PEP should be given to contacts of hepatitis A cases within two weeks of the last exposure and, ideally, as soon as possible.18 As mentioned above, DPH will assist in the management of contacts including recommendations for PEP. PEP recommendations are detailed in the California Department of Public Health “Quicksheet.” Vaccination as PEP, is recommended to prevent illness and provide durable protection for persons aged 1 to 59 years. Immune globulin (IG) should be used to prevent illness for infants under 1 year of age, persons aged 60 years and over, those who are immunocompromised or who have chronic liver disease, and those for whom vaccine is contraindicated. Healthy persons >60 years of age should receive the vaccine in addition to IG for long-term protection.

GamaSTAN® S/D is the only IG product that is FDA approved for PEP. In July 2017, the recommended dose for IG for HAV PEP was increased by the manufacturer due to declining HAV antibody levels in the U.S. blood supply.19 Consequently, the current recommended dose is 0.1 mL/kg, administered intramuscularly.

 

Vaccination Recommendations

Persons at risk for outbreak associated hepatitis A infections should be vaccinated to increase immunity among risk groups, prevent infection, and reduce the risk of transmission. Attaining 80% immunity to hepatitis A in a population can stop outbreaks.20 Therefore, DPH recommends hepatitis A vaccination for all persons who are homeless, IDUs, persons who have frequent close contact with the homeless or drug using populations, and for MSM. These recommendations overlap with and go beyond recommendations of the Advisory Committee on Immunization Practices (ACIP) and the Centers for Disease Control and Prevention (CDC). National and DPH recommendations are shown in Table 2.

 

 

Table 2. ACIP/CDC and LAC DPH Recommendations for Hepatitis A Vaccination

 

ACIP/CDC hepatitis A vaccine recommendations:

  • All children at 1 year (12-23 months old)
  • Persons at increased risk for hepatitis A infection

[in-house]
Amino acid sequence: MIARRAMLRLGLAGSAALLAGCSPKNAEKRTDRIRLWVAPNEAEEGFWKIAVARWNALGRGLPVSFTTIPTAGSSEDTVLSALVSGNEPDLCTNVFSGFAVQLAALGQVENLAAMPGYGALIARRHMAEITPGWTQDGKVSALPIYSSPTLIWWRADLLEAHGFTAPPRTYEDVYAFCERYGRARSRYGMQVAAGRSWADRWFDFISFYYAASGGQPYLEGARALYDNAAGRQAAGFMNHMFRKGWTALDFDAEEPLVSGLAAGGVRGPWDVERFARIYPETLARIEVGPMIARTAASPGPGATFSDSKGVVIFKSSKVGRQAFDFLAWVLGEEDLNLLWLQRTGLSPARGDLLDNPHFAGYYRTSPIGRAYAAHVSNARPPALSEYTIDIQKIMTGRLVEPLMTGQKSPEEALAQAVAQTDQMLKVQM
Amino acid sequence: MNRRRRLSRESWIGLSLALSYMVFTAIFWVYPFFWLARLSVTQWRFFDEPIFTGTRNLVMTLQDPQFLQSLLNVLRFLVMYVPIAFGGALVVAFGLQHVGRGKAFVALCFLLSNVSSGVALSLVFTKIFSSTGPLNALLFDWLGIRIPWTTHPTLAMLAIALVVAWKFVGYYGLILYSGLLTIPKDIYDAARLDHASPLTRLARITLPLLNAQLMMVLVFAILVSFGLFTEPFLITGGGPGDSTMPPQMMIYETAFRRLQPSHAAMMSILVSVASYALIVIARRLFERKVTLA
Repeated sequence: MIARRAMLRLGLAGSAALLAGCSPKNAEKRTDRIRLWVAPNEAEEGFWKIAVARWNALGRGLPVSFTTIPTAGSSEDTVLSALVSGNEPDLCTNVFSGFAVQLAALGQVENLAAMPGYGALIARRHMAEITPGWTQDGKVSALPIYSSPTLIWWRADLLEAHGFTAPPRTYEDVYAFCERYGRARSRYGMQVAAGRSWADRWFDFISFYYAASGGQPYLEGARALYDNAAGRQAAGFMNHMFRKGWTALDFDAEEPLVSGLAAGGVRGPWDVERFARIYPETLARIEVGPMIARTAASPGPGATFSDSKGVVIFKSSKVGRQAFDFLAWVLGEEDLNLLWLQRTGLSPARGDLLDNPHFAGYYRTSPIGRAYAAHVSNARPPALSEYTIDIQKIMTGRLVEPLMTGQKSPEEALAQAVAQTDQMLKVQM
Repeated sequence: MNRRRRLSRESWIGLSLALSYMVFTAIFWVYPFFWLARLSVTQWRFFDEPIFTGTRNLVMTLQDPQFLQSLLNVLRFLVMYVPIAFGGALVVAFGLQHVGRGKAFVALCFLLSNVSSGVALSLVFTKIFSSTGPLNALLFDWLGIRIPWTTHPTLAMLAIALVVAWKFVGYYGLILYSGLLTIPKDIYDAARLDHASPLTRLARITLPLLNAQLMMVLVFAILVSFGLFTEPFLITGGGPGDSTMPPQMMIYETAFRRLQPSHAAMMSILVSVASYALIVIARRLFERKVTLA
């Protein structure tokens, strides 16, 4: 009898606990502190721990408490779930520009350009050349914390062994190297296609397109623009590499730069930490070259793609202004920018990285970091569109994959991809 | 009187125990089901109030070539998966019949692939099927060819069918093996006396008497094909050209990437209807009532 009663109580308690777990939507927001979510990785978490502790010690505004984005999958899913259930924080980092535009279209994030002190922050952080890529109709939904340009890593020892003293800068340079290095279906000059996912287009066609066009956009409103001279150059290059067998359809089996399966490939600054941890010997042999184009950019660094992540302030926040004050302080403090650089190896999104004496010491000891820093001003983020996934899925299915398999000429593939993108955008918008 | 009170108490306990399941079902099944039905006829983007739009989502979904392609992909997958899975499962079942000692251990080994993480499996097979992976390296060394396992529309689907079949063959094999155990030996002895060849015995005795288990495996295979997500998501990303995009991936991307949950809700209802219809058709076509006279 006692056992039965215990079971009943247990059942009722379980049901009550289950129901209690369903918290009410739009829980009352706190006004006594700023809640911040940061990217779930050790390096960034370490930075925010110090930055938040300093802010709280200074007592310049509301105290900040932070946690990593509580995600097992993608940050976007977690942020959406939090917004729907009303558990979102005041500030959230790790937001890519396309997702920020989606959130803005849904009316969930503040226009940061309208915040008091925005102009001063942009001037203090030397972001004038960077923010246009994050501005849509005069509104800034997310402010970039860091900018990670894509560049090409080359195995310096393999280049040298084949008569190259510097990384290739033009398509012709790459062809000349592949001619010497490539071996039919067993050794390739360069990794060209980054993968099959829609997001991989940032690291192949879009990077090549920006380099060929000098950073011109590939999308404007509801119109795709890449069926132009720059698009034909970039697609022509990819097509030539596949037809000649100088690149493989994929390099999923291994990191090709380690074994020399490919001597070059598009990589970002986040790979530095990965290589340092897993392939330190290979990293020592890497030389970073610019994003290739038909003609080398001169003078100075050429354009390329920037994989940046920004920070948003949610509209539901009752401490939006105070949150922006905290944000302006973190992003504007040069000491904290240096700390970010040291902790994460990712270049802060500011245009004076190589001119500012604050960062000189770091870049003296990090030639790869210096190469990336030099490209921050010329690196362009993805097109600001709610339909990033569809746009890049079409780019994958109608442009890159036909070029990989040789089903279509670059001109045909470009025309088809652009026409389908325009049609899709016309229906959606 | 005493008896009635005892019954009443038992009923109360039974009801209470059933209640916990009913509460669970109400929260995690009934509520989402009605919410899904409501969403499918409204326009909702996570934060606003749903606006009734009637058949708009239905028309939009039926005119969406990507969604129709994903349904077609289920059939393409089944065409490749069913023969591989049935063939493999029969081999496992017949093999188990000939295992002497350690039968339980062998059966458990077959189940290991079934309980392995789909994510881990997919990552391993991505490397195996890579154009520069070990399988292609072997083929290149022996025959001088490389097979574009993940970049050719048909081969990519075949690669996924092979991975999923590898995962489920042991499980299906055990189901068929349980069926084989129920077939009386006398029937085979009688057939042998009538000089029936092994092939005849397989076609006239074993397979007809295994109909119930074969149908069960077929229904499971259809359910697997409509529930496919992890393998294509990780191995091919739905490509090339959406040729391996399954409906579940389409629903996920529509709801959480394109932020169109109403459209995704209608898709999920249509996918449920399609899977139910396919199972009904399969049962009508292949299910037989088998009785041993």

• Persons traveling to or working in countries that have endemic infection.
    • Men who have sex with men
    • Users of injection and non-injection drugs (excluding marijuana)
    • Persons who have occupational risk for infection (e.g., who work with HAV infected primates)
    • Persons with clotting-factor disorders
  • Persons with chronic liver disease (e.g., hepatitis B or C infection)

In addition, LAC DPH recommends hepatitis A vaccine for:

  • Persons experiencing homelessness
  • Persons with HIV
  • Persons who have close frequent contact with homeless persons or IDUs (e.g., food-handlers or persons who provide personal care, janitorial, maintenance, or sanitation services to these populations).

 

Hygiene and Sanitation

Good handwashing is important to prevent the spread of hepatitis A infection. Soap and water are preferred to hand sanitizer. If using the latter, alcohol concentrations of 70% or higher are most effective. Some cities in LA County are installing handwashing stations and restroom facilities that can be accessed by homeless persons but hygiene and sanitation are likely to remain a challenge for this population.

HAV is resistant to many commonly used commercial disinfectants. A 10% bleach (>5,000 ppm) solution is effective if it is left on the surface to be cleaned for one minute before rinsing with water. Two percent glutaraldehyde and a quaternary ammonium formulation containing 23% hydrochloric acid (toilet bowl cleaner) also have been shown effective.21 In several studies, phenolics, iodine-based products, alcohols, and solutions of acetic, peracetic, citric and phosphoric acids were ineffective. To assess other products, review the product label or product specification sheet for effectiveness against hepatitis A. Patient education materials, and information on hygiene and sanitation for hepatitis A is available on the LAC DPH hepatitis A website.  

 

Conclusions

The successful control of hepatitis A in LA County will require continued collaboration between practicing clinicians and DPH to ensure that the diagnosis, reporting, investigation, and prevention of cases can be effectively performed. Providers are encouraged to visit the DPH hepatitis A webpage for resources for patients and providers. Clinical consultations regarding hepatitis A can be made by phoning 213-240-7941 (weekdays 8:30am-5pm). 

 

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References

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  7. European Centre for Disease Prevention and Control. Epidemiological update – overview of hepatitis A in EU countries as of 1 August 2017 2017; https://ecdc.europa.eu/en/news-events/epidemiological-update-overview-hepatitis-eu-countries-1-august-2017.Accessed November 1, 2017.
  8. World Health Organization. Hepatitis A outbreaks mostly affecting men who have sex with men – European Region and the Americas. Emergencies preparedness, response 2017; http://www.who.int/csr/don/07-june-2017-hepatitis-a/en/. Published June 7, 2017. Accessed October 20, 2017.
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Author Information:

Prabhu Gounder, MD, MPH, FACP
Medical Epidemiologist

Benjamin Schwartz, MD
Deputy Director

Sharon Balter, MD
Director

Acute Communicable Disease Control Program

County of Los Angeles
Department of Public Health

acdc2@ph.lacounty.gov

www.publichealth.lacounty.gov/acd


Rx for Prevention, 2017
November-December 2017;7(4).


Published: November 9, 2017
Revised: June 13, 2018